As they wade through these dozen tracks, The Chicks reposition their defense arsenal on behalf of others. On “For Her,” they bestow advice upon their younger “fighter” selves, but the song also works like a message of perseverance to any young woman frantically reposting inspirational Morgan Harper Nichols quotes to her Instagram stories: “So dig a little bit deeper / and be a little bit kinder,” they sing, “And be a lot less guarded / because it takes a lot of hard work / to get a whole lot stronger / because it’s real tough, girl.” Now there’s a reminder worth scribbling inside your bullet journal. On the empowering tearjerker “Julianna Calm Down,” they just remind us (“us” actually being specific women in their own lives, including Julianna, Harper, Violet, Katie, Eva and others) to just breathe, hold on and keep it together: “It’ll be OK.”
On single “March March,” they turn their attention towards fighting injustices beyond heartbreak. They namedrop gun control activist Emma Gonzalez and call for reproductive rights and action against climate change. It’s a blanket modern-day protest song released in the thick of one of the most heated battles for racial justice in recent memory, and The Chicks use both their words and their banjo as weapons.
But it’s not all group therapy and politics: The free spiritedness of “Wide Open Spaces” and the reckless goofiness of “Sin Wagon” are still here, too, namely within the physical longing of “Texas Man” (aka “that good king of keeping me up all night”). In a similar way that Reese Witherspoon spearheaded efforts to avail more roles for women aged 40 and older in Hollywood, The Chicks are offering country music a new perspective on middle age. Divorce, motherhood and maturing friendships often take the spotlight over relationship drama, and that’s a beautiful sign of the wisdom that comes with age. Gaslighter features the fire-under-their-bellies anger that defines youth and can spark real change, yes, but it’s also an even-keeled, grownup album about grownup issues.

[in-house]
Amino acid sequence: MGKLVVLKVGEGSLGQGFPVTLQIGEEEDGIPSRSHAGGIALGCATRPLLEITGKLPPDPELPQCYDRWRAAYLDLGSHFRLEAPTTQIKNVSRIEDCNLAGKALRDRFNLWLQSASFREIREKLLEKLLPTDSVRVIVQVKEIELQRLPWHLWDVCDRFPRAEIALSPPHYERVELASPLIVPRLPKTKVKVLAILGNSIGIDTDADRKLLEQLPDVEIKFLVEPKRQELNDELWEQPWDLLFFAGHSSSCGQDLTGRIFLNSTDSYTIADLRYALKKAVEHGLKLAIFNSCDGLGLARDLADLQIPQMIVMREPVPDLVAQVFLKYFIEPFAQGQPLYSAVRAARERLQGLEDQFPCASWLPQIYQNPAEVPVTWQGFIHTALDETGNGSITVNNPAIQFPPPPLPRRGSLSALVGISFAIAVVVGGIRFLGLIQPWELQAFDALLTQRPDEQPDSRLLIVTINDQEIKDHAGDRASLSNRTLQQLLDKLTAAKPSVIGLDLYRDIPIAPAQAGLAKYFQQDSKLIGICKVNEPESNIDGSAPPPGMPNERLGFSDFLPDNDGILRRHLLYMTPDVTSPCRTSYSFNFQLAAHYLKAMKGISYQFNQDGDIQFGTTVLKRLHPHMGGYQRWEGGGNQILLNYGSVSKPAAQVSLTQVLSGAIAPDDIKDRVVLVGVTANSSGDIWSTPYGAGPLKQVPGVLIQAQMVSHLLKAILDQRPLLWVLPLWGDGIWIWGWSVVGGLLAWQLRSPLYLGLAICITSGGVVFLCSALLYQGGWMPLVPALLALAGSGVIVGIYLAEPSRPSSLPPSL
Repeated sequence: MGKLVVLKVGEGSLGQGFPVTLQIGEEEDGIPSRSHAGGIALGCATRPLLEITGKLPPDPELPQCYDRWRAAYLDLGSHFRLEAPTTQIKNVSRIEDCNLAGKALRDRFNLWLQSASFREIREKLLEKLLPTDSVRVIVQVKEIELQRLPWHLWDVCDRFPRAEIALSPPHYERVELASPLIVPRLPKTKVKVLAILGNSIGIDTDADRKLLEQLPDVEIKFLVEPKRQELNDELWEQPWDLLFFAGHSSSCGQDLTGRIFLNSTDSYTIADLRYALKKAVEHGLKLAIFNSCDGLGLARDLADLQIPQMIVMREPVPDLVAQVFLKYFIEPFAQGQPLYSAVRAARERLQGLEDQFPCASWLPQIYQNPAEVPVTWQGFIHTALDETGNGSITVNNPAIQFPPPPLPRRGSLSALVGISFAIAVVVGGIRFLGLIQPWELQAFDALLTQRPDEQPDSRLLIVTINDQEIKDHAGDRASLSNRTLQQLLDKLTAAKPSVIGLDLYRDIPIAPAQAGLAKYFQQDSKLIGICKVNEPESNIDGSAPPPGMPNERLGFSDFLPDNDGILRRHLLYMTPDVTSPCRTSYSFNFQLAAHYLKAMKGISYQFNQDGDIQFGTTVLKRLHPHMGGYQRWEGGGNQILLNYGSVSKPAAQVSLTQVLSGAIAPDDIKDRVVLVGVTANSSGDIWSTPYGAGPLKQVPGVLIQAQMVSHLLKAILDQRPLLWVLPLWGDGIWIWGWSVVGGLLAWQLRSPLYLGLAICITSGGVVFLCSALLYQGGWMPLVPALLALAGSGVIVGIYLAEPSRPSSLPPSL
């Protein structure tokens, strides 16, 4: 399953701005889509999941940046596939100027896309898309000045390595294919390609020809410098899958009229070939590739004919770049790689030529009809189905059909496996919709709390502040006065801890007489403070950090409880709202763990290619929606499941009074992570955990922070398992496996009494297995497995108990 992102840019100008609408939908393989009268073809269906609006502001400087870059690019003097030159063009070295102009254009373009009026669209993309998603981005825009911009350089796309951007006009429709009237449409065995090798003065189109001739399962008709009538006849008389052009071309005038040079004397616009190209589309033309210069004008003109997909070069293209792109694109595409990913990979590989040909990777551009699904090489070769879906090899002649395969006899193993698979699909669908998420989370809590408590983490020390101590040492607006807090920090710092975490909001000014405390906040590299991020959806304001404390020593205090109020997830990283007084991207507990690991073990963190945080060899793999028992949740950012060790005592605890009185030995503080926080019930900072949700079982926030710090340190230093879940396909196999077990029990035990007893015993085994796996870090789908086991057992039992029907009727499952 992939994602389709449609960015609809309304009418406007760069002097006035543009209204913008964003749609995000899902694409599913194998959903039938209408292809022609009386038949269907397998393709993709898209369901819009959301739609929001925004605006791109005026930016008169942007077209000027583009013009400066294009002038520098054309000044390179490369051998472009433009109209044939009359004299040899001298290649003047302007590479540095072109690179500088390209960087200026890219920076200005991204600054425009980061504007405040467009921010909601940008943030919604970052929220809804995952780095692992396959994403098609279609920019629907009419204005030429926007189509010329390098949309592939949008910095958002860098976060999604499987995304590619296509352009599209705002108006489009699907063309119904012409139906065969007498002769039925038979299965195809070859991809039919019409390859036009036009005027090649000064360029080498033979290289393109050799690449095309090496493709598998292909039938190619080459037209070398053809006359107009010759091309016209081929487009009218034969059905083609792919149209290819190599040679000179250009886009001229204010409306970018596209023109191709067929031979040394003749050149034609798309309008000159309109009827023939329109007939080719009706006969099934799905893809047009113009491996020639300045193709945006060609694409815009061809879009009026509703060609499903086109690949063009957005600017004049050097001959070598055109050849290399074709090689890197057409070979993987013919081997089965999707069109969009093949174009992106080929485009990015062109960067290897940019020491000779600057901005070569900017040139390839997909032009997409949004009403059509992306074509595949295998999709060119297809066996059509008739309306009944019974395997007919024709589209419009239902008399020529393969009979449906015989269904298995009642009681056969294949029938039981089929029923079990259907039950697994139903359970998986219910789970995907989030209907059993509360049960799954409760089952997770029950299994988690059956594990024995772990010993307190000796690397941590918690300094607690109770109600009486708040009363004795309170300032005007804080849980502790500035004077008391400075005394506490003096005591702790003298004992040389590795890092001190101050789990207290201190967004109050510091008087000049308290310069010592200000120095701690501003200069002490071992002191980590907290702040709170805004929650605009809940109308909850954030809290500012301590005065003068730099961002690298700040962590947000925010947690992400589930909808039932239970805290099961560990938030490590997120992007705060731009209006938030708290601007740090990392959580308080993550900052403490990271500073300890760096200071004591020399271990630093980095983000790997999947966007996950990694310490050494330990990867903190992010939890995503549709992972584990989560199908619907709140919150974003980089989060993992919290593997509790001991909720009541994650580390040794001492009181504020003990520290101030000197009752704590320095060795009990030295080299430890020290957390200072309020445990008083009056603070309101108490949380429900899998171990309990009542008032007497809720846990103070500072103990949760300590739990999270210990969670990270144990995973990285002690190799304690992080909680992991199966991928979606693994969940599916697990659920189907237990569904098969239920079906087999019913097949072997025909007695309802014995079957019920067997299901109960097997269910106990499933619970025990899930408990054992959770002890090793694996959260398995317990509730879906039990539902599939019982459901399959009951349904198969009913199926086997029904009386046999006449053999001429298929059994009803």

Ultimately, Gaslighter is powerfully split between the band who were once the Dixie Chicks and who are now The Chicks. Old demons dance alongside new loves. Meanwhile, Natalie, Emily and Martie shout their political opinions, cries for justice and messages of support on behalf of abused women everywhere from the mountaintops, all to the tune of polished, country-pop gold (in part thanks to the production savvy of Jack Antonoff). Their silence is no more. In fact, their voices are more amplified than ever. The Chicks are not only their own best defenders, but they also make great fighters for the vulnerable. Gaslighter is the best country album of 2020 because it forces empathy onto the listener while reminding us we don’t have to be superheroes to make a difference. As Maines sings on “For Her,” “I’m not a martyr, I’m just a person who cares.” It’s up to us to decide which direction we march in next.
Ellen Johnson is an associate music editor, writer, playlist maker, coffee drinker and pop culture enthusiast at Paste. She occasionally moonlights as a film fan on Letterboxd. You can find her tweeting about all the things on Twitter @ellen_a_johnson.